As y’all may have noticed that I haven’t had any bad words to say lately about SC DOT’s ginormous, biggest-ever, construction project, which they call — hang on, I’ve got to go look that up, because nobody but DOT calls it that — the Carolina Crossroads Project.
It’s what everyone else calls “the project to fix Malfunction Junction.”
To resume, I haven’t had anything bad to say about it, even as it’s finally gotten visibly under way, because they decided back in 2017 not to run it through my house. I thought that was nice of them. But mainly, I’ve lost interest, so that’s why I seem to have held back.
But I’ve got to show you the sign that I pass pretty much every day on my way to visit my mother.
This does not inspire confidence.
And if you don’t see what’s wrong, look again. It’s been there, spelled like that, for at least a month or two. Does DOT have hundreds of other signs like that, or is this one unique? I hope it’s unique, although I’m not sure how that would happen, unless they make them by hand in a shack back behind DOT HQ.
And maybe it doesn’t bother normal people. Normal people’s brains probably automatically fix the spelling as they read it, and they don’t notice, and they go on with their lives. But it certainly bothers those of us who have been editors for so many decades…
How have those road improvements been going since all the additional gas taxes and penny taxes were instituted? Has any project been completed on time or on budget? In know Hardscrabble road has been in a strate of perpetual construction without any visible progress in five years.
What a shock.. a government agency gets a huge influx of tax dollars and continues to underperform. It’s almost like accountability, excellence, and efficiency go out the window when the someone else is footing the bill.
It was the easiest prediction in history that it would turn into another government sinkhole (literally). But you keep pushing for those taxes every single time. Every time this happens, my libertarian viewpoint is certified as truth.
We might need bud to step in and correct me here, but I think you’re talking about two different things. Or maybe three things, dealing with three different levels of government.
There’s the county penny tax.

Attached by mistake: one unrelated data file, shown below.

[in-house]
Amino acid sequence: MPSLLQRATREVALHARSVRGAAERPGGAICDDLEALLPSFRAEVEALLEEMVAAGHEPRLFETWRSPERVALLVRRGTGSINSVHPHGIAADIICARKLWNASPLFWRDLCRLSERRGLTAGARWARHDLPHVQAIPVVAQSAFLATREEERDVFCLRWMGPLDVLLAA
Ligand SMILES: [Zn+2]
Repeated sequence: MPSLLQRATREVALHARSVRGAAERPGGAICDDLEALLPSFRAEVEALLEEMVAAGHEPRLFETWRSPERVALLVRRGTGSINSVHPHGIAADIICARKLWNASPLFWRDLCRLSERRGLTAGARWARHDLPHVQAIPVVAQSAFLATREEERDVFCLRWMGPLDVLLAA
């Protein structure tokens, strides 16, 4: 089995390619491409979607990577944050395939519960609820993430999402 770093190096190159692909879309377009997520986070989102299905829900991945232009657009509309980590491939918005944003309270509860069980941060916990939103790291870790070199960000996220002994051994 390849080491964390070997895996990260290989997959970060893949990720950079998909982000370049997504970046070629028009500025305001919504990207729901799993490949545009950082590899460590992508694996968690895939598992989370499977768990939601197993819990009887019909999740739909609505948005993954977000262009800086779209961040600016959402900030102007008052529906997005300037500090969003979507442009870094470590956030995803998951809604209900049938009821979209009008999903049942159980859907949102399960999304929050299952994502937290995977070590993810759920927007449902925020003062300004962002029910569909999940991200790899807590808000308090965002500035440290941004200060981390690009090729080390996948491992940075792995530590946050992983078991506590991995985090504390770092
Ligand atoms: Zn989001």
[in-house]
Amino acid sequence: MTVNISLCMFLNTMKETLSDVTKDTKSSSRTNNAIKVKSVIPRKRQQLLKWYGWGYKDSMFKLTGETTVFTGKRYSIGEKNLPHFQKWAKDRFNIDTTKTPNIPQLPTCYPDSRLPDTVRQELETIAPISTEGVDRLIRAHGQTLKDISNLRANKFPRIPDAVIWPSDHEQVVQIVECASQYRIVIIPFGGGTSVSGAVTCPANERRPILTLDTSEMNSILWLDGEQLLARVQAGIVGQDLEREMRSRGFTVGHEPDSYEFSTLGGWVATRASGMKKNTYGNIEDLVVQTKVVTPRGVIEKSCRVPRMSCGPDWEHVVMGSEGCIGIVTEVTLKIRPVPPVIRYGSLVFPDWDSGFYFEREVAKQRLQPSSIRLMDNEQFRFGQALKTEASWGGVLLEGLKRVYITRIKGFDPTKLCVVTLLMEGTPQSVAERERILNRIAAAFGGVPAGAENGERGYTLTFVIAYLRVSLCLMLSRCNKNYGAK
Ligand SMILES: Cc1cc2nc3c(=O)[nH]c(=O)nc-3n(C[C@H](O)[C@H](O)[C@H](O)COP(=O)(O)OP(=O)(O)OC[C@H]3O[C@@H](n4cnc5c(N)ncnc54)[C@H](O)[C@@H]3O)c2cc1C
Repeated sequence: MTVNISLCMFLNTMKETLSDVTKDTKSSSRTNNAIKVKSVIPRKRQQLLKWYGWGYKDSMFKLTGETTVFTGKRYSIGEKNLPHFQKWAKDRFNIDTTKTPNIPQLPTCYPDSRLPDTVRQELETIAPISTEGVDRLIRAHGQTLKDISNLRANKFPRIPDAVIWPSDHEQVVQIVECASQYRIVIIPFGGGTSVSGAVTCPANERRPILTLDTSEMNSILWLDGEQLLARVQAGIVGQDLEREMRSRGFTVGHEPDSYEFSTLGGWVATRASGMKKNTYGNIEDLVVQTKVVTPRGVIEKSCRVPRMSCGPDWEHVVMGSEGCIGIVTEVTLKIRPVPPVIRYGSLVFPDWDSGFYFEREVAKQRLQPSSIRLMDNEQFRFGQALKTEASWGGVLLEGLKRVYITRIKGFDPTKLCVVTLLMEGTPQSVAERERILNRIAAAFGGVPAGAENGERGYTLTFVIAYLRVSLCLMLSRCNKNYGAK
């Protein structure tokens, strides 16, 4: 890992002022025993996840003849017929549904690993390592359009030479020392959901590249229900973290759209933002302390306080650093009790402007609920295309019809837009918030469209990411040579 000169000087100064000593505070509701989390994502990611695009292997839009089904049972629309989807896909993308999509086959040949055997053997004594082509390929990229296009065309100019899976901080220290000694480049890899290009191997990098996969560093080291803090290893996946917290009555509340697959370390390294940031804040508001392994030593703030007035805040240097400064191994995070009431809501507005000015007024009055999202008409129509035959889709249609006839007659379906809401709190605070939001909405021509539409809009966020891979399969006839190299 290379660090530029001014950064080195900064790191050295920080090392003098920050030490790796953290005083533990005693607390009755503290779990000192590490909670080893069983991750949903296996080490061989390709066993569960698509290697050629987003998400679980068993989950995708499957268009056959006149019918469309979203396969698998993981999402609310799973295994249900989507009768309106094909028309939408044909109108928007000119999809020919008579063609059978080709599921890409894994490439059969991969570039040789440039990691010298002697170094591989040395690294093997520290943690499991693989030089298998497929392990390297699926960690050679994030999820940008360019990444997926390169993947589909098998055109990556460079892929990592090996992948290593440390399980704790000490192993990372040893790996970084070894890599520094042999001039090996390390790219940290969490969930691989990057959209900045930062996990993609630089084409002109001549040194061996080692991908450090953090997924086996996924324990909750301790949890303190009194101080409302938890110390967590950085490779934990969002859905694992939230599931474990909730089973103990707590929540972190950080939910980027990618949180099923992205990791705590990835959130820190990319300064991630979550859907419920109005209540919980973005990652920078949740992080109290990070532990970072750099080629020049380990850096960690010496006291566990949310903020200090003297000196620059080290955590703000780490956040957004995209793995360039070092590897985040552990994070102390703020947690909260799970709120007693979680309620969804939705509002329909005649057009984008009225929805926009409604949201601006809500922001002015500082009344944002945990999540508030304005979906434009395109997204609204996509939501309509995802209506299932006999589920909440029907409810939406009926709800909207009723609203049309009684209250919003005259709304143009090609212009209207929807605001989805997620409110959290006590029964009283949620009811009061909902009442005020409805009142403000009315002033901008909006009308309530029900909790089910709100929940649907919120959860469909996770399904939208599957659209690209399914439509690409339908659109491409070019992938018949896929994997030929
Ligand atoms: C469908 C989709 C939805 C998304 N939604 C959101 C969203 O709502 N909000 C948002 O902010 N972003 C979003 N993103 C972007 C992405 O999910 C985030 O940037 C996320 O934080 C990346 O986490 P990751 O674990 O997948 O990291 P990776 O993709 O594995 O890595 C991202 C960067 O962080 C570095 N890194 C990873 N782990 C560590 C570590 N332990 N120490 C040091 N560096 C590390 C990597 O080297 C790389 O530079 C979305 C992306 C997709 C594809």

There’s the state money that came from the slight increase in the gas tax.
And there’s the “Carolina Crossroads” project, which I believe is a federal project, and was in the works before one or both of the other two things…
In other words, the passage of a tax increase regarding one of those things doesn’t logically have an effect on the other two things….
the Crossroads project is state and federal money.
I recall the state setting aside state dollars for the project not long after the increase in the first gas tax started.
People like a certain local radio host kept whining about not seeing any road work after the increase in the taxes started. Yet, there are hundreds of projects listed on the SC DOT website that have been completed or undergoing work now, or bidding has started.
For anyone that drives around the state as part of their job (like I do) it’s easy to see dozens of projects being worked on on any given day- some on the interstate (between Columbia and up toward Chapin, etc) – and secondary road projects like roads and bridges.
The talk show host just didn’t want to acknowledge reality because whining about it on the radio and misleading the audience was more fun I guess.
“The $1.7 billion project is a part of SCDOT’s 10-Year Plan to bring our state’s infrastructure up to a state of good repair and modernize key portions of our interstates. The 10-Year Plan is funded with a combination of federal and state funds, including funds made possible by the 2017 state gas tax increase. The Carolina Crossroads project is expected to be funded by 90% federal funds and 10% state funds.